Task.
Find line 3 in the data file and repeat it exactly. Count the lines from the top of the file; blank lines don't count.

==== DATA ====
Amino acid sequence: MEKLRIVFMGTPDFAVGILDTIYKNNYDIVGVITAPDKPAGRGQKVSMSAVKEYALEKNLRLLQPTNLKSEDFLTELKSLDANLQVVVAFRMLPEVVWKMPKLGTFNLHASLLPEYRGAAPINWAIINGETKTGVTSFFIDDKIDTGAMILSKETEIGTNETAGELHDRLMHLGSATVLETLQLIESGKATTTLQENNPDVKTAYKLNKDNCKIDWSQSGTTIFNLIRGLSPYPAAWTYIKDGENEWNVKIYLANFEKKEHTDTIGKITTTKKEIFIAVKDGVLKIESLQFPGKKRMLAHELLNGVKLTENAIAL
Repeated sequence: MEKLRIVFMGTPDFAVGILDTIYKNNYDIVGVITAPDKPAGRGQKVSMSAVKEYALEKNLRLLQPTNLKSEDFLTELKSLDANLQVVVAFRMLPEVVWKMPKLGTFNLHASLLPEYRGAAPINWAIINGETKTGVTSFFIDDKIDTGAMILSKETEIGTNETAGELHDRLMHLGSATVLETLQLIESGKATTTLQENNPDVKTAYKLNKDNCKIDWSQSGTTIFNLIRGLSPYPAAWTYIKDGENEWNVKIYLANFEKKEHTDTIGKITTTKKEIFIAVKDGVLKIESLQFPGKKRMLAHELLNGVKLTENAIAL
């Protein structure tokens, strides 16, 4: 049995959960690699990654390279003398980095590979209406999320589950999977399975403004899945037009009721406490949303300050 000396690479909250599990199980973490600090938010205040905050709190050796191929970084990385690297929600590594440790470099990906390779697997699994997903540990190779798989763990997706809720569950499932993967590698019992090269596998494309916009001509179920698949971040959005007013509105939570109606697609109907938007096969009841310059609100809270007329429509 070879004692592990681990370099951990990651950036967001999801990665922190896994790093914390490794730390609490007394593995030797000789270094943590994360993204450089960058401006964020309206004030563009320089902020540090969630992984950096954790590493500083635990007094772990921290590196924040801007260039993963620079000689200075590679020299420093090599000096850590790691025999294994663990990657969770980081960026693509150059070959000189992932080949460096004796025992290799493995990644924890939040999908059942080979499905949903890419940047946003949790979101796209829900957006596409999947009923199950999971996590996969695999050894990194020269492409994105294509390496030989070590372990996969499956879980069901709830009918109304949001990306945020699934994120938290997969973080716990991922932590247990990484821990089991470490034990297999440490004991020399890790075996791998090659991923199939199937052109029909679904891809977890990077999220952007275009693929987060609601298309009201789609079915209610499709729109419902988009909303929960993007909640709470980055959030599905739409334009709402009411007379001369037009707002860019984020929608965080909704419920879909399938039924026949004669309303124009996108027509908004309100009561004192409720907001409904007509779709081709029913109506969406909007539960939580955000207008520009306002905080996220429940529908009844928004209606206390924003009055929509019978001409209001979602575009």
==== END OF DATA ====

């Protein structure tokens, strides 16, 4: 049995959960690699990654390279003398980095590979209406999320589950999977399975403004899945037009009721406490949303300050 000396690479909250599990199980973490600090938010205040905050709190050796191929970084990385690297929600590594440790470099990906390779697997699994997903540990190779798989763990997706809720569950499932993967590698019992090269596998494309916009001509179920698949971040959005007013509105939570109606697609109907938007096969009841310059609100809270007329429509 070879004692592990681990370099951990990651950036967001999801990665922190896994790093914390490794730390609490007394593995030797000789270094943590994360993204450089960058401006964020309206004030563009320089902020540090969630992984950096954790590493500083635990007094772990921290590196924040801007260039993963620079000689200075590679020299420093090599000096850590790691025999294994663990990657969770980081960026693509150059070959000189992932080949460096004796025992290799493995990644924890939040999908059942080979499905949903890419940047946003949790979101796209829900957006596409999947009923199950999971996590996969695999050894990194020269492409994105294509390496030989070590372990996969499956879980069901709830009918109304949001990306945020699934994120938290997969973080716990991922932590247990990484821990089991470490034990297999440490004991020399890790075996791998090659991923199939199937052109029909679904891809977890990077999220952007275009693929987060609601298309009201789609079915209610499709729109419902988009909303929960993007909640709470980055959030599905739409334009709402009411007379001369037009707002860019984020929608965080909704419920879909399938039924026949004669309303124009996108027509908004309100009561004192409720907001409904007509779709081709029913109506969406909007539960939580955000207008520009306002905080996220429940529908009844928004209606206390924003009055929509019978001409209001979602575009």